In January, the government canceled its support for what was supposed to be a showcase project, a plant at a carefully chosen site in Illinois where there was coal, access to the power grid, and soil underfoot that backers said could hold the carbon dioxide for eons.

Perhaps worse, in the last few months, utility projects in Florida, West Virginia, Ohio, Minnesota and Washington State that would have made it easier to capture carbon dioxide have all been canceled or thrown into regulatory limbo.

Coal is abundant and cheap, assuring that it will continue to be used. But the failure to start building, testing, tweaking and perfecting carbon capture and storage means that developing the technology may come too late to make coal compatible with limiting global warming.

“It’s a total mess,” said Daniel M. Kammen, director of the Renewable and Appropriate Energy Laboratory at the University of California, Berkeley.

… it remains an open question whether techniques for capturing and storing carbon dioxide will be available by the time they are critically needed.

The Electric Power Research Institute, a utility consortium, estimated that it would take as long as 15 years to go from starting a pilot plant to proving the technology will work. The institute has set a goal of having large-scale tests completed by 2020.

“A year ago, that was an aggressive target,” said Steven R. Specker, the president of the institute. “A year has gone by, and now it’s a very aggressive target.”

The Australian reported in May, “Chimneys sweep BP clean coal plan away”:

WHAT was touted as Australia’s biggest contribution to developing clean coal technology for use around the world in reducing greenhouse gas emissions has been scrapped even before it got to first base.

BP confirmed yesterday the $2 billion “hydrogen energy” coal-to-gas plant at Kwinana, south of Perth, would not proceed …

But after more than two years of investigations and several million dollars of research, BP has now admitted that the geological formations off Perth contain gas “chimneys” that mean it is next to impossible to establish a seal in the strata that could contain the CO2.

In May, Greenpeace issued a report, False Hope: Why carbon capture and storage won’t save the climate that argued “the technology is largely unproven and will not be ready in time to save the climate.”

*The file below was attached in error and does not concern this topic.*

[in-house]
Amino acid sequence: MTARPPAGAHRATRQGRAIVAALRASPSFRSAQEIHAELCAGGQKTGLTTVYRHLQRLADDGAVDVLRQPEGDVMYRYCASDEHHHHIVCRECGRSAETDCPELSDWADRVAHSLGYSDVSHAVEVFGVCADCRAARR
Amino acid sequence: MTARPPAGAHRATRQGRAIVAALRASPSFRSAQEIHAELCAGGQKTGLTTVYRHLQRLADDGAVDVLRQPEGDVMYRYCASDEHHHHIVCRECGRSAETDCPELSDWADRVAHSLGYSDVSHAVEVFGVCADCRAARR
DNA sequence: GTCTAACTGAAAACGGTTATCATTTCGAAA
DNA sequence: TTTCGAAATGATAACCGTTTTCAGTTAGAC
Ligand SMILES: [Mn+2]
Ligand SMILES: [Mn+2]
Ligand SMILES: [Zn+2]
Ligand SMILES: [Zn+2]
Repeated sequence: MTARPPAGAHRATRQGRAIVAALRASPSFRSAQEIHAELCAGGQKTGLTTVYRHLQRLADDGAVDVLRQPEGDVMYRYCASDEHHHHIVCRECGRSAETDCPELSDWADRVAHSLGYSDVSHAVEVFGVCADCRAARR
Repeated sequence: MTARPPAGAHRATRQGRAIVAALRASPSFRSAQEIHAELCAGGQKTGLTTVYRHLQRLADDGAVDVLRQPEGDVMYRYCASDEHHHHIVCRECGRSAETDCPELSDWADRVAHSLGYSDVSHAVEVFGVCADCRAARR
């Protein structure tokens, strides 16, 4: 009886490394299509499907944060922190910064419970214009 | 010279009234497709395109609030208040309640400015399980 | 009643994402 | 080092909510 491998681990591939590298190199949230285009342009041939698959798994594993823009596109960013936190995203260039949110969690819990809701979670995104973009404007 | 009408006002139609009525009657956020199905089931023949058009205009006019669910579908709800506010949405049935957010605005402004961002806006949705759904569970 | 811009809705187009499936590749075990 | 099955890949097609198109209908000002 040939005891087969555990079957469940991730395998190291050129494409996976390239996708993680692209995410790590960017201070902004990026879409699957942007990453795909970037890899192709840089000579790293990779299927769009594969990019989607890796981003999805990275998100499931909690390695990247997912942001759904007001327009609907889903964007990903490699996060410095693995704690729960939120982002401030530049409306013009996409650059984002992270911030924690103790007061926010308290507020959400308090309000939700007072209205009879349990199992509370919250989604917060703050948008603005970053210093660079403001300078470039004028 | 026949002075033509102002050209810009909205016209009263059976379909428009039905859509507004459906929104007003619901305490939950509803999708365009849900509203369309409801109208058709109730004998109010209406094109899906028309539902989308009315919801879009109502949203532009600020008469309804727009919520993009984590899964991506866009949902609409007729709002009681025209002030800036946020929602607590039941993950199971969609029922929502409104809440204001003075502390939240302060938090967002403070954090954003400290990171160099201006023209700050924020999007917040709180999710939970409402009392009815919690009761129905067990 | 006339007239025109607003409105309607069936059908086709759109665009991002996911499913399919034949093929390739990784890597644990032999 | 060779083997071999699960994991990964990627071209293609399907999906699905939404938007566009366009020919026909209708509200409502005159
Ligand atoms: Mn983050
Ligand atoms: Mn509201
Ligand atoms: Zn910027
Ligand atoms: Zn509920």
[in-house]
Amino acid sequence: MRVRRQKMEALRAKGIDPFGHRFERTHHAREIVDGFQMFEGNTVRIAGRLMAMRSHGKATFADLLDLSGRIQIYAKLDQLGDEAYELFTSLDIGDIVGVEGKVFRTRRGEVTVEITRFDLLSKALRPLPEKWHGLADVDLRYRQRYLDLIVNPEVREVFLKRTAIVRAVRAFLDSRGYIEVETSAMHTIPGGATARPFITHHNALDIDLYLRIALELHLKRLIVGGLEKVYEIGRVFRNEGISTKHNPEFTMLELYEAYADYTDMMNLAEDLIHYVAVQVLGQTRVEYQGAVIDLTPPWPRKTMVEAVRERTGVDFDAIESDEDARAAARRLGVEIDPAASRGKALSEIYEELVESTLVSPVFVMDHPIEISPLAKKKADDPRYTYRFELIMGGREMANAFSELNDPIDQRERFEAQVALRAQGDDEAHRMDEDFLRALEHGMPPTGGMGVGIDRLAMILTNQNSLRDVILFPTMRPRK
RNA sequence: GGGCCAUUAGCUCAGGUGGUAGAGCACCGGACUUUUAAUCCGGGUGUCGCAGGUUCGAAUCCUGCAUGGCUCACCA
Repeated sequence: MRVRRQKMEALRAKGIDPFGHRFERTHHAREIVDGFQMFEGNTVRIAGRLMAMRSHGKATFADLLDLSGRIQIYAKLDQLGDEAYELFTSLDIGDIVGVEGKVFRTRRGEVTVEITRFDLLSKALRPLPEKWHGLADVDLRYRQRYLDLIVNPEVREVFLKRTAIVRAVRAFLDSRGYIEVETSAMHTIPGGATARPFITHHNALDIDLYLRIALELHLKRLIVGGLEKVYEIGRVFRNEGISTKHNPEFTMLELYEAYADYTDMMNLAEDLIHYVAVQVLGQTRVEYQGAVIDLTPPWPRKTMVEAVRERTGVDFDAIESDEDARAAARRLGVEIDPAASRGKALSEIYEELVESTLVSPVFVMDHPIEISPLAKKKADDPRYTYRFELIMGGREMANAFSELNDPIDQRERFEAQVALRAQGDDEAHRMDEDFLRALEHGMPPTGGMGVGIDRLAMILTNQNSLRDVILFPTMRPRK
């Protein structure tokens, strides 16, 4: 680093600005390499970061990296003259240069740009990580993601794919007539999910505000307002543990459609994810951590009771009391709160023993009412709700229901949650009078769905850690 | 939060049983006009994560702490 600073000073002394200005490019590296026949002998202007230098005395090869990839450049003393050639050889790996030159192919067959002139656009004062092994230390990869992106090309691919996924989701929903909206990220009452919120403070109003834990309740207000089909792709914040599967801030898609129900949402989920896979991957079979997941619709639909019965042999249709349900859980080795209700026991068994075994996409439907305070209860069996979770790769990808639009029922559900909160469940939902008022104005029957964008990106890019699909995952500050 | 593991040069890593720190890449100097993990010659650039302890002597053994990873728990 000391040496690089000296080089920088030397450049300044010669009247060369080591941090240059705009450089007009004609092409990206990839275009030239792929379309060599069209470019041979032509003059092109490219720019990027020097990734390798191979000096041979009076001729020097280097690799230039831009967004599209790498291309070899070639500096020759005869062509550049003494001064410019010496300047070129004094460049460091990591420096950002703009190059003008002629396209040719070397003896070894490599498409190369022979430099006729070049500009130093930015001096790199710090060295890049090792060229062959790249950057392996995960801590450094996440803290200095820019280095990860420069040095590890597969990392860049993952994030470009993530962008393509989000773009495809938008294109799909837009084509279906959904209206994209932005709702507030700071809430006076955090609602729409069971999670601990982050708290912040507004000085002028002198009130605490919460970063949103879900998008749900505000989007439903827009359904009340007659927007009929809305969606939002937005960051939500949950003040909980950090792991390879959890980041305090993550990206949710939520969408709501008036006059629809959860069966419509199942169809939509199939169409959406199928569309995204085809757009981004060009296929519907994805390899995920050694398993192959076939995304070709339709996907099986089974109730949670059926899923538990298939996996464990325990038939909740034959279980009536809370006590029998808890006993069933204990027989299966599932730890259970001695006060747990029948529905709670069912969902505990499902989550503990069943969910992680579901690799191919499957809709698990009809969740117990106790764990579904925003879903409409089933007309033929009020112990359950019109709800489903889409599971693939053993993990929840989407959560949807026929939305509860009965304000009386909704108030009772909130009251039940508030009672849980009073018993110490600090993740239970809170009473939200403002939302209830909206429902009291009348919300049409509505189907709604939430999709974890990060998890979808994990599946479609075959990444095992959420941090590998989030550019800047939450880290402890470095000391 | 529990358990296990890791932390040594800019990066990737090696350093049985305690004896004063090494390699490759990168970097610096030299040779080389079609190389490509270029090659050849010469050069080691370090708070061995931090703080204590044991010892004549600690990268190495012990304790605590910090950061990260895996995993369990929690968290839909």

And Matt Wald again in June, “Running in Circles Over Carbon”:

… A recent decision by the Virginia State Corporation Commission, which regulates utilities, to turn down an application by the Appalachian Power Company to build a plant that would have captured 90 percent of its carbon and deposited it nearly two miles underground, at a well that it dug in 2003. The applicant’s parent was American Electric Power, one of the nation’s largest coal users, and perhaps the most technically able. But the company is a regulated utility and spends money only when it can be reimbursed.

The Virginia commission said that it was “neither reasonable nor prudent” for the company to build the plant, and the risks for ratepayers were too great, because costs were uncertain, perhaps double that of a standard coal plant. And in a Catch-22 that plagues the whole effort, the commission said A.E.P. should not build a commercial-scale plant because no one had demonstrated the technology on a commercial scale.

Vaclav Smil, wrote in Energy at the Crossroads [PDF]:

A key comparison illustrates the daunting scale of the challenge. In 2005 worldwide CO2 emissions amounted to nearly 28 Gt; even if were to set out only a modest goal of sequestering just 10% of this volume we would have to put away annually about 6 Gm3 (assuming that all of the gas is compressed at least to its critical point where its density is 0.47 g/mL). The current extraction of crude oil (nearly 4 Gt in 2005) translates to less than 5 Gm3. Sequestering a mere 1/10 of today’s global CO2 emissions (less than 3 Gt CO2) would thus call for putting in place an industry that would have to force underground every year the volume of compressed gas larger than or (with higher compression) equal to the volume of crude oil extracted globally by petroleum industry whose infrastructures and capacities have been put in place over a century of development. Needless to say, such a technical feat could not be accomplished within a single generation.

(Note to Smil: Well of course it “could” be accomplished within a single generation if we had a WWII mentality for dealing with the climate problem. But since we don’t, my point is moot.)